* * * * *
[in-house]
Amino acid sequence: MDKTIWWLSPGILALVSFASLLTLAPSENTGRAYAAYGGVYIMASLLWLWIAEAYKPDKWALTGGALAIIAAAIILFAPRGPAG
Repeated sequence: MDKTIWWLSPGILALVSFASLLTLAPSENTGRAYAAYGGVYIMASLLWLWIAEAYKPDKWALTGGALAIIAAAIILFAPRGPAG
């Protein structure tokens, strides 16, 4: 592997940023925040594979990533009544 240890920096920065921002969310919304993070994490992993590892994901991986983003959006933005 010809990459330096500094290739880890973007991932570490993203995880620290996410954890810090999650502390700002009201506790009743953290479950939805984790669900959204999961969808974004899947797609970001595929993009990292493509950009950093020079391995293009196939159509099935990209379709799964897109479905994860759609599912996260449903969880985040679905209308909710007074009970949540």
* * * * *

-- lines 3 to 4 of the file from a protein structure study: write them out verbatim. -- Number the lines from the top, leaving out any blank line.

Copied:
Repeated sequence: MDKTIWWLSPGILALVSFASLLTLAPSENTGRAYAAYGGVYIMASLLWLWIAEAYKPDKWALTGGALAIIAAAIILFAPRGPAG
């Protein structure tokens, strides 16, 4: 592997940023925040594979990533009544 240890920096920065921002969310919304993070994490992993590892994901991986983003959006933005 010809990459330096500094290739880890973007991932570490993203995880620290996410954890810090999650502390700002009201506790009743953290479950939805984790669900959204999961969808974004899947797609970001595929993009990292493509950009950093020079391995293009196939159509099935990209379709799964897109479905994860759609599912996260449903969880985040679905209308909710007074009970949540």